Salmonella-Induced Cell Death Is Not Required for Enteritis in Calves
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Salmonella enterica serovar Typhimurium causes cell death in bovine monocyte-derived and murine macrophages in vitro by a sipB-dependent mechanism. During this process, SipB binds and activates caspase-1, which in turn activates the proinflammatory cytokine interleukin-1beta through cleavage. We used bovine ileal ligated loops to address the role of serovar Typhimurium-induced cell death in induction of fluid accumulation and inflammation in this diarrhea model. Twelve perinatal calves had 6- to 9-cm loops prepared in the terminal ileum. They were divided into three groups: one group received an intralumen injection of Luria-Bertani broth as a control in 12 loops. The other two groups (four calves each) were inoculated with 0.75 x 10(9) CFU of either wild-type serovar Typhimurium (strain IR715) or a sopB mutant per loop in 12 loops. Hematoxylin and eosin-stained sections were scored for inflammation, and terminal deoxynucleotidyltransferase-mediated dUTP-biotin nick end labeling (TUNEL)-positive cells were detected in situ. Fluid accumulation began at 3 h postinfection (PI). Inflammation was detected in all infected loops at 1 h PI. The area of TUNEL-labeled cells in the wild-type infected loops was significantly higher than that of the controls at 12 h PI, when a severe inflammatory response and tissue damage had already developed. The sopB mutant induced the same amount of TUNEL-positive cells as the wild type, but it was attenuated for induction of fluid secretion and inflammation. Our results indicate that serovar Typhimurium-induced cell death is not required to trigger an early inflammatory response and fluid accumulation in the ileum.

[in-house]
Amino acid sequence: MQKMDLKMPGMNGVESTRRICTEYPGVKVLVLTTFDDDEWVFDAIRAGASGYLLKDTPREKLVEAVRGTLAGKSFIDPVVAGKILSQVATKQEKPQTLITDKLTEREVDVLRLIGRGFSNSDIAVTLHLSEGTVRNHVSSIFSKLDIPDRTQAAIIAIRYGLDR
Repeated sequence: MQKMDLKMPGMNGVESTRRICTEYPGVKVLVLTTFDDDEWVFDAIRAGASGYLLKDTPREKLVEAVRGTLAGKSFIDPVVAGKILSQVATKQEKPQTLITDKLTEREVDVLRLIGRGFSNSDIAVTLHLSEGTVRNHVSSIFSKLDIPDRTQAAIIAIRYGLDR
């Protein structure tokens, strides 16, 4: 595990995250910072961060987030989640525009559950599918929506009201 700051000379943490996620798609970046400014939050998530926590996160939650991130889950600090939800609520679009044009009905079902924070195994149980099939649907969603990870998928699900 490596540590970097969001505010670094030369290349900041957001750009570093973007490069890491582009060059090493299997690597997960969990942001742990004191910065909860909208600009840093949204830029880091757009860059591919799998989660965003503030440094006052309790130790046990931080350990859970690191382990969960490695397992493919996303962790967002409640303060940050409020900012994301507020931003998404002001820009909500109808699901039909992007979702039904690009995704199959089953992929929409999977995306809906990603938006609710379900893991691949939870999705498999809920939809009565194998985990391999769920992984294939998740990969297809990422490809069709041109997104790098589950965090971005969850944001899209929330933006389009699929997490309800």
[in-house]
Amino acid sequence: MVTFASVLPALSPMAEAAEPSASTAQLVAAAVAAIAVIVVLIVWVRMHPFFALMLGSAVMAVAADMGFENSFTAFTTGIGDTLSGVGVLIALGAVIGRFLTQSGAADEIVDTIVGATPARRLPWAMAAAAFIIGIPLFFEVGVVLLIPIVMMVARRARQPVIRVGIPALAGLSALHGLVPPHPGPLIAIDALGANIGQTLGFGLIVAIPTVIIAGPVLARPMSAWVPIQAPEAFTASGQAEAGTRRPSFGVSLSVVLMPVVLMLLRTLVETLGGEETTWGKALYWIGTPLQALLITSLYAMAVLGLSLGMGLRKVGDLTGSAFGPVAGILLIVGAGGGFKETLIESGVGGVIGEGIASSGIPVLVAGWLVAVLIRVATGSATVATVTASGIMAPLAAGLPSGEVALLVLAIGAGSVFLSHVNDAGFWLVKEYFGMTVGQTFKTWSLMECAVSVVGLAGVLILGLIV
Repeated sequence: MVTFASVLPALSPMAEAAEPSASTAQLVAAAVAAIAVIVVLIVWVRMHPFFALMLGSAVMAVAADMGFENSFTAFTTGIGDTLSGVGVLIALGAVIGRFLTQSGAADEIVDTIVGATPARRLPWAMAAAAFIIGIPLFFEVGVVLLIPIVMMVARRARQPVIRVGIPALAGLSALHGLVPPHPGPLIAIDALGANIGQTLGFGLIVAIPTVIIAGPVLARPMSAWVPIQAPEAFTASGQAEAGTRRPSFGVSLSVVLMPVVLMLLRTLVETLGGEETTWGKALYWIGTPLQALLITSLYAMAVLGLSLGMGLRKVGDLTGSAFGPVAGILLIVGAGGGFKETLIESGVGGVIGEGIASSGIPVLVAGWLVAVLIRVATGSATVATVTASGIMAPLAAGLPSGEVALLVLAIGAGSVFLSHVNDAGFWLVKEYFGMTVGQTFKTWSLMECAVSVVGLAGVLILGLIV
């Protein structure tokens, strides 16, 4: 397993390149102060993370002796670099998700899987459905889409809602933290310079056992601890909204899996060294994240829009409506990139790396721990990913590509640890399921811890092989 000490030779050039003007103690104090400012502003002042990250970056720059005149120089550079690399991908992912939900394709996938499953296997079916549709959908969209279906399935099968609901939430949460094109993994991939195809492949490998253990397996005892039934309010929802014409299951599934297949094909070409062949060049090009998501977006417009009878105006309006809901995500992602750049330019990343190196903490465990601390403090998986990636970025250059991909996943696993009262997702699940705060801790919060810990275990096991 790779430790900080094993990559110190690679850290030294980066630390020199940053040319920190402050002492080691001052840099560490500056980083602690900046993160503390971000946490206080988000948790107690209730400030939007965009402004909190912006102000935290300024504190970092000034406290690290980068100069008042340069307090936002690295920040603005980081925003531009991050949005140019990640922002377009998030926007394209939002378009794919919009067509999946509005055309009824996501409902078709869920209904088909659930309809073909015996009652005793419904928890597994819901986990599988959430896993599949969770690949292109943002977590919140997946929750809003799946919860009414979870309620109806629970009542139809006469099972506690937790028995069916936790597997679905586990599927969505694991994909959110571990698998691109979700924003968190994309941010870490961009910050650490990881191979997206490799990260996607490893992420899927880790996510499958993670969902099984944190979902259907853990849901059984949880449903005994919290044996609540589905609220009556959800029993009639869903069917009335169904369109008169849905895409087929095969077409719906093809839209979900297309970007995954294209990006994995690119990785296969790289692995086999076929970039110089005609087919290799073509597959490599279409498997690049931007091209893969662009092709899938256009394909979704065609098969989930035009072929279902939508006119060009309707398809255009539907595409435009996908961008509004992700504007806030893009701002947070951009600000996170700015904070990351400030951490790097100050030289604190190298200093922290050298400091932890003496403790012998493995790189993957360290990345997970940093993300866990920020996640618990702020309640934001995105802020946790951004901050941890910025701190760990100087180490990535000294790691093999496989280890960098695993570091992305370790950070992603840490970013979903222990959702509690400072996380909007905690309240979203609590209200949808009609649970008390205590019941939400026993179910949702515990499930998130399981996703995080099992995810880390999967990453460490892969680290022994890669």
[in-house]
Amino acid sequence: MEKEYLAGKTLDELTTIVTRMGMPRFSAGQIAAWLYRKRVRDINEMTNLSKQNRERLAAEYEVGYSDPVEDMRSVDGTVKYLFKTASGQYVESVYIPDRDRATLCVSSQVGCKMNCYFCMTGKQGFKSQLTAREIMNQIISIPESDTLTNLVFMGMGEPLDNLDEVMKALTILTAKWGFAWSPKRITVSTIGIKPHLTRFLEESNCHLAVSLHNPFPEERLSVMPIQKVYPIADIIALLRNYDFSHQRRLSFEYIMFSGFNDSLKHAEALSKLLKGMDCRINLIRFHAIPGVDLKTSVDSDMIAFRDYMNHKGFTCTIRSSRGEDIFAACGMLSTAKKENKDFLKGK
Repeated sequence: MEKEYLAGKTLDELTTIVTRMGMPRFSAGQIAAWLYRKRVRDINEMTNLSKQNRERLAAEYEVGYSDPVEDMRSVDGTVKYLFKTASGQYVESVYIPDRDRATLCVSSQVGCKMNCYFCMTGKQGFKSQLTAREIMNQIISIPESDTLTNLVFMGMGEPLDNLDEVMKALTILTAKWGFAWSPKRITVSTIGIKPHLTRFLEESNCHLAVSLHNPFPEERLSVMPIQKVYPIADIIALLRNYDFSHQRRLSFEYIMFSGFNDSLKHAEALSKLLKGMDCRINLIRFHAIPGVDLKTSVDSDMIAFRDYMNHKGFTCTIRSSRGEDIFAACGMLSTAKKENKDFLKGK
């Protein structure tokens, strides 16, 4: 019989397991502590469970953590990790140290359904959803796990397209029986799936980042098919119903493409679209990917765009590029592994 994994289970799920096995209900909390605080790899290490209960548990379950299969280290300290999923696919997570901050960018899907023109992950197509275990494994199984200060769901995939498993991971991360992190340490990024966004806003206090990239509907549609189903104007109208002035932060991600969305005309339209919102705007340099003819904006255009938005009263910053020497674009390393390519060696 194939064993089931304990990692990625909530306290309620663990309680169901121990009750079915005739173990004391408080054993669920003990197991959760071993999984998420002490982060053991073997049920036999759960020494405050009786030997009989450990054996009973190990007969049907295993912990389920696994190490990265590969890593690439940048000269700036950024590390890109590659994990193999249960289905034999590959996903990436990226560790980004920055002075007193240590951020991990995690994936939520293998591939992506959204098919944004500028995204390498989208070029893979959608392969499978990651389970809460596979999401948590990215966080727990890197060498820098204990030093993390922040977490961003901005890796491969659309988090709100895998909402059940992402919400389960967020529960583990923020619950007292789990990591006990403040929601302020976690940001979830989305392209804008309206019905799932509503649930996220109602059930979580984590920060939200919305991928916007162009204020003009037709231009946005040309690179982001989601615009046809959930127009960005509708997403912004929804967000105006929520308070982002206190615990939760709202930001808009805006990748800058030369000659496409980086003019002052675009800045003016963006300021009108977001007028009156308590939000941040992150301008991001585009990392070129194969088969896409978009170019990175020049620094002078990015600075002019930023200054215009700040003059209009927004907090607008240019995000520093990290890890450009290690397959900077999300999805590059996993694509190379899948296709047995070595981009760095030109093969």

author list (cited authors)
Santos, R. L., Tsolis, R. M., Zhang, S., Ficht, T. A., Bäumler, A. J., & Adams, L. G.